Dr Andre Hofmeyr
Dr Andre Hofmeyr is a fellow of the Center for the Economic Analysis of Risk at Georgia State University and a Senior Lecturer in the School of Economics, UCT where he teaches undergraduate and postgraduate courses in game theory and a postgraduate course in experimental economics. Andre’s research has focussed on the experimental elicitation and estimation of risk preferences and time preferences, the provision of public goods, experimental measures of discrimination, and addiction, with a specific focus on gambling behaviour and smoking behaviour. Andre is particularly interested in the use of economic experiments in the health domain and thinks it is important to go into the field, after running “clean beaker” experiments in the lab, to bolster external validity.
Professor Justine Burns is a professor in the School of Economics, the Director of the Research Unit in Behavioural Economics and Neuroeconomics (RUBEN), and a research associate of the Southern African Labour and Development Research Unit (SALDRU). Her research interests include behavioural and experimental economics, trust and social capital, discrimination, labour markets and social networks, and intergenerational mobility. Her experimental work has focused on the effects of socio-economic class, racial identity and income inequality on individual decision-making, group co-operation in the provision of public goods, the gender competitiveness gap, and the effect of intergenerational transfers on productivity. More recently, she has worked on a number of behavioural nudge pilot projects with the Western Cape government, in an attempt to apply principles of behavioural economics to enhance programme implementation.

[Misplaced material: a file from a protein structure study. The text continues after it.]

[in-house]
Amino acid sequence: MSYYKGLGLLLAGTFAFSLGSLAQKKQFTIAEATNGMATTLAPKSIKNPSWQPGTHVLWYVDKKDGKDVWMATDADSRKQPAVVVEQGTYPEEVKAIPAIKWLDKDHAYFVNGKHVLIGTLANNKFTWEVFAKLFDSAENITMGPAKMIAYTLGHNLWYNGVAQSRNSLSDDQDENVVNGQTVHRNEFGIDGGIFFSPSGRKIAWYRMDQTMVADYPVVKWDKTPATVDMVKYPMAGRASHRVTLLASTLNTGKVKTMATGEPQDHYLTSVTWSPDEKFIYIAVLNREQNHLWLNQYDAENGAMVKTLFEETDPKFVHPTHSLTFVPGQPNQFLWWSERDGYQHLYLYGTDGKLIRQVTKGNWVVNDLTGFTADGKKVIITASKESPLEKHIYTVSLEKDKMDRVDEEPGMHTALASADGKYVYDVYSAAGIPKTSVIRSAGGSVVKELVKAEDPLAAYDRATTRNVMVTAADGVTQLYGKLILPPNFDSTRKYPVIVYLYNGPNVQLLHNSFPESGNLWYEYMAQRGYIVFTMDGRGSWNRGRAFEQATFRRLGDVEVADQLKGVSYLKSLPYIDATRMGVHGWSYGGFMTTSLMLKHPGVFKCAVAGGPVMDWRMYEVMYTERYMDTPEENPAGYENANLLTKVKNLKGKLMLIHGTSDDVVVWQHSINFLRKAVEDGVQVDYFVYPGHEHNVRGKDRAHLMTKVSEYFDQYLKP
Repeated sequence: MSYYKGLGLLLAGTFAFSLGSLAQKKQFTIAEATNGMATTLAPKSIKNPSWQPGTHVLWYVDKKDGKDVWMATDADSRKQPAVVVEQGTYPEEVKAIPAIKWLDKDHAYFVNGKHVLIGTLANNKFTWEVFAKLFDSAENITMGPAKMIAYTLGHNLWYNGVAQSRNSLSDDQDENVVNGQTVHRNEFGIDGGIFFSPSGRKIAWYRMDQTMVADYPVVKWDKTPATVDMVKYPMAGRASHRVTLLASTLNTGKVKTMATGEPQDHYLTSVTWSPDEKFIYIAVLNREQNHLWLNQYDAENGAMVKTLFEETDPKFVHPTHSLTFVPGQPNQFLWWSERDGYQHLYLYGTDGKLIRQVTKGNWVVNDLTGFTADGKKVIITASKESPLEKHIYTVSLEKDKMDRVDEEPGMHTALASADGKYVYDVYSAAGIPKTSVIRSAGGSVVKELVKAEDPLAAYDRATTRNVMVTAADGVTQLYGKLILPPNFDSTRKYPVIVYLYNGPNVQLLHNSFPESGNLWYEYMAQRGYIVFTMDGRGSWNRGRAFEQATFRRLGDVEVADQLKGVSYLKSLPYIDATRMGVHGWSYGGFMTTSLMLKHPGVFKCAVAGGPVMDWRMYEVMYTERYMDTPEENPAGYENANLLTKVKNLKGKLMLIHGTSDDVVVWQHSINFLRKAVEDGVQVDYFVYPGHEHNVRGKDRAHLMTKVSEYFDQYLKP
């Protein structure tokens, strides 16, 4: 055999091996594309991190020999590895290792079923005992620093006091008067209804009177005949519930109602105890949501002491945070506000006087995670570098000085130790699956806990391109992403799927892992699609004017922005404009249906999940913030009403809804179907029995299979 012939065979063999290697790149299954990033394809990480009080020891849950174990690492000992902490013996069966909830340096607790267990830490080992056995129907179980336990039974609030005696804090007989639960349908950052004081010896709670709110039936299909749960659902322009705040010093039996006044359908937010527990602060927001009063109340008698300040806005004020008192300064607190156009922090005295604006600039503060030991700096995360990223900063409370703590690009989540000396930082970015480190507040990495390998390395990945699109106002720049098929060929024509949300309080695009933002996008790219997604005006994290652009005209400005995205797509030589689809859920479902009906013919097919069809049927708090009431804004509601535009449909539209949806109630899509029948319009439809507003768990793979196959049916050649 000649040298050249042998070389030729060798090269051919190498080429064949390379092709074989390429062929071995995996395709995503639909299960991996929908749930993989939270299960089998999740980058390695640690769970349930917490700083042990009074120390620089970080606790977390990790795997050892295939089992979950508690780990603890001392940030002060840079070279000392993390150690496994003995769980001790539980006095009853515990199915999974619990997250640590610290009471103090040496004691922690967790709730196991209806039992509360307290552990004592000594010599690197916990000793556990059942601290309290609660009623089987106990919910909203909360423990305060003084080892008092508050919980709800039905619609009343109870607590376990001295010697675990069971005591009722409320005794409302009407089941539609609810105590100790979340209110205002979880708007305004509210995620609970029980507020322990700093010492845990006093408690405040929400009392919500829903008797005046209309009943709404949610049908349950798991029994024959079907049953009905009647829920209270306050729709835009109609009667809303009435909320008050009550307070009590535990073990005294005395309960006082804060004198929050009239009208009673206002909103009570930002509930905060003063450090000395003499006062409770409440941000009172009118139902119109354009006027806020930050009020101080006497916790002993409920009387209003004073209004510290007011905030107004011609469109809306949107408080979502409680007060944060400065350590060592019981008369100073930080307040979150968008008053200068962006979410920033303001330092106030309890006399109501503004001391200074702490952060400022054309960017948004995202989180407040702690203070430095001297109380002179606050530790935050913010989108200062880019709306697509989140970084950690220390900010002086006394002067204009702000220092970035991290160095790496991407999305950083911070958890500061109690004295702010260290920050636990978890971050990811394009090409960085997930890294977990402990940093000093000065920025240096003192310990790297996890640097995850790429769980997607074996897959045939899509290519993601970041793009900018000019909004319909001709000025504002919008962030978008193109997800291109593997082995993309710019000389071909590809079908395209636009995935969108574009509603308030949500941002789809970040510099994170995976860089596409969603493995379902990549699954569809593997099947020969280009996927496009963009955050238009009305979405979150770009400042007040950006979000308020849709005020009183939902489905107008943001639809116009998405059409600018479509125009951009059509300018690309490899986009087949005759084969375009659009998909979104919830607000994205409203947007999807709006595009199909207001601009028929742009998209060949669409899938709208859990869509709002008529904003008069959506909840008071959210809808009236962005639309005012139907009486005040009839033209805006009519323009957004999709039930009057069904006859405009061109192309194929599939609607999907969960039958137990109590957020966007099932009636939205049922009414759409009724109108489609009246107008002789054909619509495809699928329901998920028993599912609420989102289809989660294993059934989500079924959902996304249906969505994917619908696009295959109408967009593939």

Professor Martine Visser is a professor in the School of Economics, University of Cape Town and holds a Ph.D. from Gothenburg University in Sweden. Martine is currently a Research Chair with the African Climate & Development Initiative (ACDI). Martine specializes in behavioural economic applications to climate change, natural resource use, health and poverty alleviation. She is interested in how social norms and preferences such as trust, cooperation and risk aversion impact on decision making. Martine mainly uses experimental methods (in the lab and in the field) combined with survey analysis and randomized control trials. Recent experimental and empirical studies have focused on cooperation and risk related to climate change, risky sexual behavior and social norms. She is also involved in several projects investigating the role of local governance and social institutions in the provision of basic services to the poor and its effects on subjective wellbeing.